DockYard Holder (2).jpg

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                    • #11
                      Not cost-effective for me, got my dockyards when they were cheap and affordable......they would have to be tons better than them for investment like that. They sort of look like my clay/ wax sculpting tools which are stainless and cost about twenty bucks. On the video appears to be the same size as dockyards and the question was asked and not answered what about hardwoods which they did not answer. Another issue is ...they are made for the hobbyist person and did not mention them as wood carving tools. I have had my dockyards for very long time and they are major used and still very good and they are made for wood carving, and they do carve hardwoods. He was carving basswood in the video but think my dockyards can do better. They say he is carving basswood but I have never seen basswood that thin and wondering is hobbywood balsa?

                      Last edited by DiLeon; 01-18-2022, 12:40 PM.
                      . Explore! Dream! Discover!” aloha Di

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                      • #12
                        Effectiveness in carving, whether you're talking precision or production, is more a matter of the carver's skill than the choice of tools. As Arthur points out, details and intricate cuts can be made with the tips (corners, heels) of larger knives and gouges (by carvers who have learned such techniques.)

                        "It is a poor workman who blames his tools."

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                        • #13
                          Thanks for the comments Guys much appreciated.

                          Hi Di
                          Basswood does come that thin. I got a pack of it for doing pyrography burns on as it has a real nice surface to work with.

                          Hi Phil, Arthur
                          Just trying to find ways to get a better result. Not blaming the tools as such as I'm very happy with the set of 6 German Soligen steel chisels that I have and the flexcut knives. I haven't had the benefit of years of carving to perfect the skills with a knife and a lot of what I do will be fairly small animals for which I think my existing chisels are a little too big and not fine enough which is why I found I got better results with very fine files but I think it would be possible to get it better than that as the tips of the files are not as fine as they might be. I just got the finest I could find.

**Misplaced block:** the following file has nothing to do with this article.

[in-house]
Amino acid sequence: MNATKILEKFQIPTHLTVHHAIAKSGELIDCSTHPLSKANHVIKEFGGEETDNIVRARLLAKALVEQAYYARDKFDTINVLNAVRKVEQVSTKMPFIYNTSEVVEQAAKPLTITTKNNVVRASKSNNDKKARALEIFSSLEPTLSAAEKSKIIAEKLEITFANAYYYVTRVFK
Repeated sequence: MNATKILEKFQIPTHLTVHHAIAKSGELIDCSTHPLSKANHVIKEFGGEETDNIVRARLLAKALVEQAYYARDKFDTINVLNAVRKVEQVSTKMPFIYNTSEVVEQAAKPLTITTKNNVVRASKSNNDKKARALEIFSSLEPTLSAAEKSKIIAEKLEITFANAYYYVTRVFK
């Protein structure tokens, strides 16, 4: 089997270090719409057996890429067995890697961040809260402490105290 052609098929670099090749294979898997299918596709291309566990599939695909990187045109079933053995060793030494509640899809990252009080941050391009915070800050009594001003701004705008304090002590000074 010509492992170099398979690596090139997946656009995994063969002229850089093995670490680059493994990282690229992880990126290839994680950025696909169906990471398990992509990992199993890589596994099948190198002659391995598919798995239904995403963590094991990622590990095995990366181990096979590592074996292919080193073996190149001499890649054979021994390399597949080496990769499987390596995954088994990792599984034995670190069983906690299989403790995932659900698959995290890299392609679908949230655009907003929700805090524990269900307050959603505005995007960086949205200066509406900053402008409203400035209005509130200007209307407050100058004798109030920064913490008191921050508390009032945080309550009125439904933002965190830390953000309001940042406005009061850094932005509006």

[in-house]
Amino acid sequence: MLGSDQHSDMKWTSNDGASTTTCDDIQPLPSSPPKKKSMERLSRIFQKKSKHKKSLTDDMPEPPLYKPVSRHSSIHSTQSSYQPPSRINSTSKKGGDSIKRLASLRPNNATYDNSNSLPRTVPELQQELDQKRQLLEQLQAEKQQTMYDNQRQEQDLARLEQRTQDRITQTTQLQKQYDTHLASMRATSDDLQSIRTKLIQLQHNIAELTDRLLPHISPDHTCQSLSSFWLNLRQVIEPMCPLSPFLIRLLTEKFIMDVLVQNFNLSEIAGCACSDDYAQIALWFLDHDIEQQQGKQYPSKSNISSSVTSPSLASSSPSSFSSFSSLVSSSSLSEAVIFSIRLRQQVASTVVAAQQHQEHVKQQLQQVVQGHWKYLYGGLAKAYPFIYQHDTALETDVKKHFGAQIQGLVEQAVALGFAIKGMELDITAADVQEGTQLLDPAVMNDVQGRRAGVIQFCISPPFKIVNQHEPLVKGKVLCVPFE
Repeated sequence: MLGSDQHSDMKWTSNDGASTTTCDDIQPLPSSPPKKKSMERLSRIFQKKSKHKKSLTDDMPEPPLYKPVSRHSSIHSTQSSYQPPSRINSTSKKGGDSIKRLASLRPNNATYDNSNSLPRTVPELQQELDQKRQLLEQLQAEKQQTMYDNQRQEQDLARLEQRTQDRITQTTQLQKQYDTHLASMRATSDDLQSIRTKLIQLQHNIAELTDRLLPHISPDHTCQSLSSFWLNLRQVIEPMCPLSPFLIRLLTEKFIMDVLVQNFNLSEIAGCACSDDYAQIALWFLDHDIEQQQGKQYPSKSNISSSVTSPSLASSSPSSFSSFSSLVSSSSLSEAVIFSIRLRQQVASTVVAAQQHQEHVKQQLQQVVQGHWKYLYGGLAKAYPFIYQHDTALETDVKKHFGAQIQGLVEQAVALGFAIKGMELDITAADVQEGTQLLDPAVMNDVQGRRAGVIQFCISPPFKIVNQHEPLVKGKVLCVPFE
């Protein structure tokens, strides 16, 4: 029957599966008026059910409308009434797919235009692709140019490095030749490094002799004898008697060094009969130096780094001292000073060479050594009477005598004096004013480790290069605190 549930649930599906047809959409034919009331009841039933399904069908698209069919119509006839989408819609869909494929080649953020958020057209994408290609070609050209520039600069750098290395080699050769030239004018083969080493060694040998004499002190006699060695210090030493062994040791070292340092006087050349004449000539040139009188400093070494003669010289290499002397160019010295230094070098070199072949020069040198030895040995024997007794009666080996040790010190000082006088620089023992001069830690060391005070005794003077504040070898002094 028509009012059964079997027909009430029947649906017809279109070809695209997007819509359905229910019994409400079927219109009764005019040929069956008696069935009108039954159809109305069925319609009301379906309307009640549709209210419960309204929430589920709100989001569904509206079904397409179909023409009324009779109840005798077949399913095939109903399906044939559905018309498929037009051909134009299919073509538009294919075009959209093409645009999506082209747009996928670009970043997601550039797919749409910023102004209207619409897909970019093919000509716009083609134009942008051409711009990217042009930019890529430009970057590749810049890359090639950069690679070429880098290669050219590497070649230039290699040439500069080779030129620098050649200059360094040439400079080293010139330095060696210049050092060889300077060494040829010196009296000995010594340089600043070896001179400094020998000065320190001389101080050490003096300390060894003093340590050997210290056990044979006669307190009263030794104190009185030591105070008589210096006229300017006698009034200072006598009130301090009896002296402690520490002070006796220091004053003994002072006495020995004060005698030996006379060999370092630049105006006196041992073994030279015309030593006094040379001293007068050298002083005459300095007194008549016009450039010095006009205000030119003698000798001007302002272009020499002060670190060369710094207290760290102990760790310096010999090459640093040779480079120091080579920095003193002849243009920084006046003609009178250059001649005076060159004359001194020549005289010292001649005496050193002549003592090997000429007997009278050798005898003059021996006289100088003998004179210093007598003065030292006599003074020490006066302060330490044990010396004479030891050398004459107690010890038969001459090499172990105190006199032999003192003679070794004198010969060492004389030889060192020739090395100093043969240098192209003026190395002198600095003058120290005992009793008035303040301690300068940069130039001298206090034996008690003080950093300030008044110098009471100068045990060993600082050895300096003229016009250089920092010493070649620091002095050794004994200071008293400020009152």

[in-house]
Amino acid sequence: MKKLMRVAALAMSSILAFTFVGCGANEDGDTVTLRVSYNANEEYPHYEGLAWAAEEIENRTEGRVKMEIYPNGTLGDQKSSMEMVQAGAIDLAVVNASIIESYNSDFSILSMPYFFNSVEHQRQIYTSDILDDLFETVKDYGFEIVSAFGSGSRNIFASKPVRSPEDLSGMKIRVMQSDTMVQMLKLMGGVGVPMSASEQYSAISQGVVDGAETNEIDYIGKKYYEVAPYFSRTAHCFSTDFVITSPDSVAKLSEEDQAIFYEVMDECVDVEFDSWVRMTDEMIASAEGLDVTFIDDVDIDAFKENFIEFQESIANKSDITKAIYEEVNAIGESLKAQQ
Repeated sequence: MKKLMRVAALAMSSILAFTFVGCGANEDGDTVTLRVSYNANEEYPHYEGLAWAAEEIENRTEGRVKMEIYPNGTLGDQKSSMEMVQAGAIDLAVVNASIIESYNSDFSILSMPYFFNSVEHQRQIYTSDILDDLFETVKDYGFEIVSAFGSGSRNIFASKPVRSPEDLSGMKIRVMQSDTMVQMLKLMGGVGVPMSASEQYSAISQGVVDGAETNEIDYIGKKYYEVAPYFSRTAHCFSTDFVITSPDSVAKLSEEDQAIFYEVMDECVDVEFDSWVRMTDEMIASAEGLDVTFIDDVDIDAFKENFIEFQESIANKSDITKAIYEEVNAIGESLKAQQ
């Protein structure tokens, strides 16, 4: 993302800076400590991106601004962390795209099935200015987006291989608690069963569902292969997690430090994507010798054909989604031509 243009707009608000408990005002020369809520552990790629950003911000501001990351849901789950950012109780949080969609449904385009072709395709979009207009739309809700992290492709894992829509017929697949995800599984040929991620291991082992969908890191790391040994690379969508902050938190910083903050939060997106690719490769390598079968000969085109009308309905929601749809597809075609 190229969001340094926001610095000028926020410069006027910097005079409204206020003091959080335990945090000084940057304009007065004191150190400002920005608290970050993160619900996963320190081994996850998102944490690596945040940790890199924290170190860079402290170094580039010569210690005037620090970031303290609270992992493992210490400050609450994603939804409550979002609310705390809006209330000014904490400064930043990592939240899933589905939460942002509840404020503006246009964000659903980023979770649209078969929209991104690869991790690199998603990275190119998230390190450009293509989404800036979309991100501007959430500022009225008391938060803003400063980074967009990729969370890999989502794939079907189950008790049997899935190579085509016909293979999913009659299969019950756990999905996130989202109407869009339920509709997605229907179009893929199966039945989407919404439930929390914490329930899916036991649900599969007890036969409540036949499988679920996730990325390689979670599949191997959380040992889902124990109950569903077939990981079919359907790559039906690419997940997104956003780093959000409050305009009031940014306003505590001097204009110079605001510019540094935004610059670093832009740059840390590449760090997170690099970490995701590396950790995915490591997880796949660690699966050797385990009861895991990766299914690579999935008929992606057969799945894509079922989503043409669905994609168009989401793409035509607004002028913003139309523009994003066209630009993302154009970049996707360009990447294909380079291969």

The cheetah I'm working on head is about 18mm wide and the eye about 2.5mm at the widest point and 1.5mm high. I also want to do detailed pieces of life size humming birds. I want to try and get them looking as close as I can to the real thing.

                          What tools would you use to fine detail something this small???

                          ALL Thoughts would be most appreciated.

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                          • #14
                            Well, Glenn, I have the Dockyard and they have done great for me. I like the handle improvement that Eddy mentions and might do that myself ...not too hard to do. I mainly do caricature carvings in the 2-4 inch high range where a lot of detail is not needed. BTW, no complaints using them.
                            Bill
                            Living among knives and fire.

                            http://www.texaswoodartist.com

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                            • #15
                              This probably sounds goofy, but the knife I use a lot in fine detail is a 9mm Olfa With a 30° pointed knife blade I cot somewhere on Amazon, have never popped a blade, they thin and if you keep them stropped, sharp. I like the Olfa because it has a metal guide that keeps the blade steady.
                              . . .JoeB